"Baker has appointed Fred Thompson as minority counsel," says then Nixon aide HR Haledman.

"Oh shit, that kid," the dismayed president responds.

Later in the tapes, Nixon fretted that Thompson would be outwitted by his opposition in the Senate investigation, Democratic counsel Sam Dash.

"Dash is too smart for that kid," Nixon can be heard to say.

But the former president's most damning words for Fred Thompson came during a May 1973 conversation with then chief of staff Alexander Haig about concerns that the future senator wouldn't stand up strongly enough to Democrats.

"Oh shit, he's dumb as hell," Nixon says at the mention of Thompson's name. "Who's -- Who is he? He won't say anything."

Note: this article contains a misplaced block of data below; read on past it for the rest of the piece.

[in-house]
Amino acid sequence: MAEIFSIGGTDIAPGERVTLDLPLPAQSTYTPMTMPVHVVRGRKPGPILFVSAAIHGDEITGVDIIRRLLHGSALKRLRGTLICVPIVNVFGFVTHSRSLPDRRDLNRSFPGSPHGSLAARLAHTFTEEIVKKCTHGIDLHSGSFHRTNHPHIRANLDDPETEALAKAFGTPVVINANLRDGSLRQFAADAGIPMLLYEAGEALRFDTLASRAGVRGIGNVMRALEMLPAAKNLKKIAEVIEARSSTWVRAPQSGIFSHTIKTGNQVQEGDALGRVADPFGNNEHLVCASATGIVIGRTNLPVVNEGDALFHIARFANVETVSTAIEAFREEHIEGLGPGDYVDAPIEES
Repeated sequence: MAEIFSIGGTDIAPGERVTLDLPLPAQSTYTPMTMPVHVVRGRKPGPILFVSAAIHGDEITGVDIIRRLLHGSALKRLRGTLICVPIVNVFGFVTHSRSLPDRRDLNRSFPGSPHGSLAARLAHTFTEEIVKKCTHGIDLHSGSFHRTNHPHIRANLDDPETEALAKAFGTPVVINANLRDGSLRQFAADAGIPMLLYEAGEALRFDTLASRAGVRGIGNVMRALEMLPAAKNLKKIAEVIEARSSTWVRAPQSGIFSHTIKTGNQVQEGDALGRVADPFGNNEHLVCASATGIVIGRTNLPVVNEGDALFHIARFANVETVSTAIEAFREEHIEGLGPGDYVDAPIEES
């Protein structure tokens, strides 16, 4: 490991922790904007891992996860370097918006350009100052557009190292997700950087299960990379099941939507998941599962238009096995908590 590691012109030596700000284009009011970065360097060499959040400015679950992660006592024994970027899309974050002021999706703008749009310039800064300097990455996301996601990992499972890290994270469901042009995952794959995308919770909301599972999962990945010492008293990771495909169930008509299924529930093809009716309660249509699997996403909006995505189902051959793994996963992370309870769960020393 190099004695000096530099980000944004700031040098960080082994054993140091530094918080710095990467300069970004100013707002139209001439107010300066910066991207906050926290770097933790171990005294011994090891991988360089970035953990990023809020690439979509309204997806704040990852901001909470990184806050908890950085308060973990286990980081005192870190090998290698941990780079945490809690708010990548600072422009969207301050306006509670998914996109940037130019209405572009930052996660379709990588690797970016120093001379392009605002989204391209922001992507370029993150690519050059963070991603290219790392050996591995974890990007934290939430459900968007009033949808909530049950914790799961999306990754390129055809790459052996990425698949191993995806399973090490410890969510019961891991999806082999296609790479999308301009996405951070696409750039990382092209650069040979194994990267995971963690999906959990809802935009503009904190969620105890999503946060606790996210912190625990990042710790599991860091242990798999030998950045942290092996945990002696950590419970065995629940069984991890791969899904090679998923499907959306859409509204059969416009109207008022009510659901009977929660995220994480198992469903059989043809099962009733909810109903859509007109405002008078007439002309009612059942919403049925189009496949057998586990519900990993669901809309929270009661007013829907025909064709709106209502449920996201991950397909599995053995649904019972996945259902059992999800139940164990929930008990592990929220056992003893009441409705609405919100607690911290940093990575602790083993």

The tapes also reveal an apparently close association between Thompson and the White House.

"[Thompson] is willing to work with us, he is also now willing to work with us on shifting some focus to the Democrats," White House counsel Fred Buzhardt told the president. "He's finally made up his mind he's got to start looking at some of their stuff."

"It was the equivalent of, you know, two prosecutors knowing about something and one of them going behind the scenes to tell the person being accused what the witnesses were saying about them," former Senate Watergate Committee investigator Scott Armstrong told ABC News.

The following video is from ABC's Good Morning America, broadcast on October 10, 2007.

Allan Bartlett